The following is excerpted from director Mary Birnbaum’s program note for Die Zauberflöte, which opens on April 19. The note can be read in its entirety— along with this year’s other Juilliard programs— at juilliard.edu/program-notes-archive.
A marriage of opposites, Mozart’s Enlightenment masterpiece Die Zauberflöte touches our hearts by presenting the panoply of human possibility, and I have loved it since before I had the cognitive ability to know why I loved it. I knew I wanted Juilliard Opera’s production to be simple and elegant, in the same way as I hear the music. I also knew that I wanted the costumes to expose, rather than hide, the humanity of each character.
I wanted to see the Queen of the Night and Sarastro (Önay Köse) struggle with their problems, to divest them of golden robes and mountainous headdresses. The designers and I took inspiration from the bird and planetary imagery in Joseph Cornell’s boxes, Joseph Campbell’s work on the hero’s journey, and Karl Jung’s alchemical images as seen in Edward Edinger’s Mysteries of the Coniunctio. The space is loosely based on research about Masonic lodges in New England, and the natural elements we portray come from that region as well.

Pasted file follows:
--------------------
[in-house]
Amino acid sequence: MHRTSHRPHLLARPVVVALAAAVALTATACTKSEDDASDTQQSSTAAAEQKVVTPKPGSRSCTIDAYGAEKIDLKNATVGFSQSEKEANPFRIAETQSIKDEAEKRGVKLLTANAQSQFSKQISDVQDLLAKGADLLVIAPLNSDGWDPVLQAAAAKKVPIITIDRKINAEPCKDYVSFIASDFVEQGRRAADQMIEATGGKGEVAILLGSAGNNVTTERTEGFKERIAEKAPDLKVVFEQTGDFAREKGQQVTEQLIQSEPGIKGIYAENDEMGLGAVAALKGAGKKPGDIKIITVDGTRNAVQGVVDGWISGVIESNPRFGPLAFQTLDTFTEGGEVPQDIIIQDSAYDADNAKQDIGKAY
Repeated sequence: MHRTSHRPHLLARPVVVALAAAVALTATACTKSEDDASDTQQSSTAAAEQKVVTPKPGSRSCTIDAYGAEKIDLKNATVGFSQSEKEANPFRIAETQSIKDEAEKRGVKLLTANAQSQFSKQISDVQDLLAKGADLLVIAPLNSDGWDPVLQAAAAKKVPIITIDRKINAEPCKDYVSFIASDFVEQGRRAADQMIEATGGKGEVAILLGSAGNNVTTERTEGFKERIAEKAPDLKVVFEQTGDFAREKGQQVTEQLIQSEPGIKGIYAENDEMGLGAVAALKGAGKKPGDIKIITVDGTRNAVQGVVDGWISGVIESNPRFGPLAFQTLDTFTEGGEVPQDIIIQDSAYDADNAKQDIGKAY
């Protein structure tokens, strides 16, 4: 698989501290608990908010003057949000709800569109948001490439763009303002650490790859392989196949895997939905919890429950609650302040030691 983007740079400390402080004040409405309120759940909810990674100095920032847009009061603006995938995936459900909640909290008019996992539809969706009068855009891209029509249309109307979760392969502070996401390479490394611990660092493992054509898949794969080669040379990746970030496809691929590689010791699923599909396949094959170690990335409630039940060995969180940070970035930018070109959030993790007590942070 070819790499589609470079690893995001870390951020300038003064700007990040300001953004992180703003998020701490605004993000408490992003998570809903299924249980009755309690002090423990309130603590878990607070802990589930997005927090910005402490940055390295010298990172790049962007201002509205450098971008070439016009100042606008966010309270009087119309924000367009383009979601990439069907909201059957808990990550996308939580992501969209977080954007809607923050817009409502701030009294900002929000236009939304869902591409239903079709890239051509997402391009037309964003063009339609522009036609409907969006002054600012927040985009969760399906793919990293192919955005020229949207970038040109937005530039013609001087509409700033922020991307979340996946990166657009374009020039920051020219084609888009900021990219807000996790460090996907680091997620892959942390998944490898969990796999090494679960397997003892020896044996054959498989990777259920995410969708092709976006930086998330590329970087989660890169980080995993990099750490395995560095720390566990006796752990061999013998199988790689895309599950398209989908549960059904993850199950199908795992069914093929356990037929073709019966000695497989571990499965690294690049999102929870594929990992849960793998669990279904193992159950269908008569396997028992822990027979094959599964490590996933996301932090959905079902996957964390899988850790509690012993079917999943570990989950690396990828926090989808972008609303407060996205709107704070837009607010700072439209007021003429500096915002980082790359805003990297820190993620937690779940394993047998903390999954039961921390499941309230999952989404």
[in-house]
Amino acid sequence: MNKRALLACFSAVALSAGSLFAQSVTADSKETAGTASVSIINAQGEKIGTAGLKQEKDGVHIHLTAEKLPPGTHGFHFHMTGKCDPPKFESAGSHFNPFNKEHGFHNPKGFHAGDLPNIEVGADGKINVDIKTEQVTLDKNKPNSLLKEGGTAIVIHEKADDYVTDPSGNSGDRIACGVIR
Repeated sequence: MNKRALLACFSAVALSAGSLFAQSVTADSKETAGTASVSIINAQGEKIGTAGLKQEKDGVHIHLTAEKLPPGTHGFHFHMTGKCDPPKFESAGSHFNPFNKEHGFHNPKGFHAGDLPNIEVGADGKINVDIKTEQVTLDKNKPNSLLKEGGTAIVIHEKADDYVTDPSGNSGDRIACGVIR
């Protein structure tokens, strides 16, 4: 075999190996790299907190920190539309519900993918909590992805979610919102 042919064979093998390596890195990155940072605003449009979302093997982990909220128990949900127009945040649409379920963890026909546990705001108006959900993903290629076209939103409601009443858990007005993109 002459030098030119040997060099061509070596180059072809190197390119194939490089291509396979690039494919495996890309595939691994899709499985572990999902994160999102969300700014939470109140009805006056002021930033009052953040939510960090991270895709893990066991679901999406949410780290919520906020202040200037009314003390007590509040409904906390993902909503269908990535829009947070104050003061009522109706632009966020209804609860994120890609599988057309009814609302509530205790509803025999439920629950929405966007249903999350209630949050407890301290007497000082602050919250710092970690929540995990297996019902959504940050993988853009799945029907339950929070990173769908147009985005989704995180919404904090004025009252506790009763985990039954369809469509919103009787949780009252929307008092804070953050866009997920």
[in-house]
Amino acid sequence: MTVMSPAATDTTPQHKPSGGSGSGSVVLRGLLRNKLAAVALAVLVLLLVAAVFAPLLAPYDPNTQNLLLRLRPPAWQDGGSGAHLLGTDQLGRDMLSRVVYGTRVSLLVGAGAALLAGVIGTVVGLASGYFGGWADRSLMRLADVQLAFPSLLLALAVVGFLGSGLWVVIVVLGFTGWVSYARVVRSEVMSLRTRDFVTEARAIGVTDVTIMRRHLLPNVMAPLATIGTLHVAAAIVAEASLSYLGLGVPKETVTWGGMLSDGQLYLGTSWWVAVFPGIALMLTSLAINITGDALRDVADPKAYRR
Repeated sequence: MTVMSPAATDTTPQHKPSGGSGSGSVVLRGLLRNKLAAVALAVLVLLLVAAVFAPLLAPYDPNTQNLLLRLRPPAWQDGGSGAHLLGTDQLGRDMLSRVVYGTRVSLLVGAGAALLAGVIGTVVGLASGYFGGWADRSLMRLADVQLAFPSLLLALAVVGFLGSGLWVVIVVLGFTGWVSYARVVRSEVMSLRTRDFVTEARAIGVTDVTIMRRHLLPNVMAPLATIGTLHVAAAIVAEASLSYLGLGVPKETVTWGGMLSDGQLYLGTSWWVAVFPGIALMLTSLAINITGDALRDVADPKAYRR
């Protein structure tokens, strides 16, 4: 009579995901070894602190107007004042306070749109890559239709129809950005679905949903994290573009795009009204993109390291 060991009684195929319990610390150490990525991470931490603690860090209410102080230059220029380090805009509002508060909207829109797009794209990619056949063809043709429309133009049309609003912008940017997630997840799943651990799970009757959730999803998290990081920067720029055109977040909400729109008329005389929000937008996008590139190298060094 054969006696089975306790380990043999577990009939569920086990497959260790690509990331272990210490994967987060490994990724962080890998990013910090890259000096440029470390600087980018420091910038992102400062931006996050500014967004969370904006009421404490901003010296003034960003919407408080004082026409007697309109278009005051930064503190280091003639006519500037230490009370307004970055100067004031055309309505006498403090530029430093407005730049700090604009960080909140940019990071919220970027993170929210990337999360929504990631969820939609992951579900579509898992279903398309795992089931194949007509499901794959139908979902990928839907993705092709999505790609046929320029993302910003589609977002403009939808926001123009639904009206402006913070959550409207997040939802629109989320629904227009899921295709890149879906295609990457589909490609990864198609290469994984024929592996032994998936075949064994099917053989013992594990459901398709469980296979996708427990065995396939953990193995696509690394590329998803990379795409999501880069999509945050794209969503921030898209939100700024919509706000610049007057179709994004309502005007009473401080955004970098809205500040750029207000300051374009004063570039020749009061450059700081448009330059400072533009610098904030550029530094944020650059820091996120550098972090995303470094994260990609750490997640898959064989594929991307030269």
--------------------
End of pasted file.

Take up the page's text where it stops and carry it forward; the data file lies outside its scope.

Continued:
This particular Die Zauberflöte considers Pamina (Christine Taylor Price) and Tamino (Miles Mykkanen) to be two halves of a whole, enlightened person. At the beginning,
a system of discrete opposites is breaking down; the first words of the opera are “help me!” Through their journey, our heroes become whole by individuating from their pasts and integrating all the different lessons they learn along the way. At the end, they find a new wholeness: in a sophisticated other, as in the case of Pamina and Tamino, or, more naïvely, in the mirror, as Papageno (Theo Hoffman) and Papagena (Kara Sainz), who echo his every desire, changing only a vowel here and there.
Our idea of Enlightenment is very different from Mozart’s Enlightenment, when it was revolutionary just to posit that an (educated white) man could attain an equal rational footing with God and King. In 2016, there’s room for female and male, for light and dark—there’s room to unify and embrace the contradictions that shape human experience, and there’s room for the messiness and emotion that those contradictions give way to.
At polar opposites in the piece are the Queen of the Night and Sarastro, who serve as two examples of how to make your way in the world. Each has his/her virtues: Sarastro is hierarchical, rational, codified, and rigorous, the Queen of the Night is wild, passionate, and mysterious. For Pamina to truly grow, she has to borrow from both of her parents and integrate the type of female power that prizes intuition over rationality without dispensing with reason altogether. If she continued to color within the lines, she would never break into the final trial and lead the way through the elements.